“Certain lenders are also extending debt tenors beyond the historical 5-7 years to projects with offtakers that have strong credit. DFIs should continue to examine how they can offer credit support to C&I development in markets that are receptive to new projects. The incremental spread of generation may offer a way out of the grindingly slow process of introducing large new utility scale power plants.”

And specifically in relation to Nigeria, there is intense interest taking place on the renewables front, in particular with solar. For a major oil and gas producing African country this is quite a development in its changing energy mix. A recent article entitled Nigerian solar: The path to bankability published by TXF’s project finance arm Proximo and penned by Oliver Irwin, partner at law firm Bracewell, draws out many of the trends in this market. 

Irwin notes: “There have been notable recent developments in the Nigerian regulatory and legal framework aimed at promoting investment in solar independent power projects (IPPs). But key bankability issues remain.”

He also pointed out that: “At the recent One Planet Summit, the African Development Bank’s president Akinwumi Adesina stated that renewable energy, particularly solar power, is the key to driving economic development in Africa and combating climate change. And given Nigeria is Africa’s most populous nation (around 200 million) and largest economy, it has caught the attention of the global solar industry.  

“According to Power Africa (the USAID-funded energy initiative), around 95 million Nigerians have no access to electricity. This unmet demand, combined with Nigeria having one of the highest levels of solar irradiance in West Africa, makes the country an attractive proposition for local and international solar investment.”

In his conclusion, he remarked: “Nigeria presents a real opportunity for local and international investment in the development of solar IPPs and the wider renewable energy sector. However, to convert this opportunity into bankable projects, the Nigerian government will need to continue to address the liquidity crisis as well as introduce cost reflective tariffs that will encourage and facilitate local and international investment.”

South Africa presents different energy problems

It is fair to say that from a power generation capacity South Africa is a completely different case than any other sub-Saharan country. The country is the world’s third largest exporter of coal. The bulk of power generation, which is dominated by the state-owned utility Eskom, is coal-fired (some 70%+) and it is a country where approximately 400,000+ people are working directly in coal production and a similar number in other coal-related industries. It is also a country currently with a 27% unemployment rate.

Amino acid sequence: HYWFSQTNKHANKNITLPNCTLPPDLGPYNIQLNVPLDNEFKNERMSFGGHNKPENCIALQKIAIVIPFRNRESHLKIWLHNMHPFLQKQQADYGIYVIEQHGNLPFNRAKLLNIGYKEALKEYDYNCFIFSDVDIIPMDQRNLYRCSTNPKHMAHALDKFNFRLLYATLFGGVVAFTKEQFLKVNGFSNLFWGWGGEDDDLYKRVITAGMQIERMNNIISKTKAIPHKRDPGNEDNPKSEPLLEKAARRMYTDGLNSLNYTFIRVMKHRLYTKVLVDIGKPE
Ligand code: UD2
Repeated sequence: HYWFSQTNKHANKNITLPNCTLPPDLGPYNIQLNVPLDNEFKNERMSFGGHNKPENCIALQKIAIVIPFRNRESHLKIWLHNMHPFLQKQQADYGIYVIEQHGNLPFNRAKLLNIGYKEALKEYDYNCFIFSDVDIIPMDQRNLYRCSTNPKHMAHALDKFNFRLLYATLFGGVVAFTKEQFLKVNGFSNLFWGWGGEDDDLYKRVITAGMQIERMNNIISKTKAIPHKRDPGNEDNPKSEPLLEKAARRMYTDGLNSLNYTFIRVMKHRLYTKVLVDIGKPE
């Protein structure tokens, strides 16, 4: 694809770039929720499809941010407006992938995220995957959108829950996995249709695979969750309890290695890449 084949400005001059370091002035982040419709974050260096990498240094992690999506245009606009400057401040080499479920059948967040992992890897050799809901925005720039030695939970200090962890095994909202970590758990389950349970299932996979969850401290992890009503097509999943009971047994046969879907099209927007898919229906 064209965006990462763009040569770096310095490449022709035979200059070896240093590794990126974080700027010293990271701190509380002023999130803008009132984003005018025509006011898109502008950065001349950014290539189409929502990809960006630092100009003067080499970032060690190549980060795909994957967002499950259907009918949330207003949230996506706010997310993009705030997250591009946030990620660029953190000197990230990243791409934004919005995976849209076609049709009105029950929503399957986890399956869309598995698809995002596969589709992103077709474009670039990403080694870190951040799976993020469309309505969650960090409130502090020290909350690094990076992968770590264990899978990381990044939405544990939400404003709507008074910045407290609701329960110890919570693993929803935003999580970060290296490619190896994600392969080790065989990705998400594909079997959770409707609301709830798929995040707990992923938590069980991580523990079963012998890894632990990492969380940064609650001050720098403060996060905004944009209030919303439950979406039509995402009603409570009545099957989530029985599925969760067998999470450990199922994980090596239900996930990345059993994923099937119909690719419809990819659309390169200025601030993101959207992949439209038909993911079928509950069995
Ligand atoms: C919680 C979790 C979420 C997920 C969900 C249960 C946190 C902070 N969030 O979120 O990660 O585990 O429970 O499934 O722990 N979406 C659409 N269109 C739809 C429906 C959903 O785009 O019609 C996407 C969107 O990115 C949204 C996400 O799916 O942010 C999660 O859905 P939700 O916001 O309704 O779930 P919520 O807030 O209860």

Consequently, making coal redundant is not an option at this present time, but the drive to other energy sources is something that is inevitably taking place. To chop out coal mining and make workers redundant on a large scale could lead to civil strife unless these jobs are transferred to say the renewables  sector. But is that possible on such a large scale?

Commenting to TXF on the power sector, Robert Besseling, executive director, EXX Africa, says: “An early crucial test for newly inaugurated South African President Cyril Ramaphosa will be liberalisation of the power sector, which has been dominated by cash-strapped state power utility Eskom for generations. Independent power producers have been prevented from entering the market due to a series of politically motivated decisions over the past few years that sought to shield Eskom’s monopoly from IPPs.

“However, Eskom’s debt crisis and the return of load-shedding has necessitated the urgent need for market liberalisation. This is good news for producers of renewable energy, which have rushed into South Africa over the past few years to fill the power vacuum left by Eskom, which sometimes reaches 4,000 MW (the equivalent of powering 3 million homes).”

He also adds: “Ramaphosa’s power sector reform plan will see independent power producers enter into public-private partnerships, as well as incremental, but ultimately substantial, cuts to a bloated and inefficient civil service.”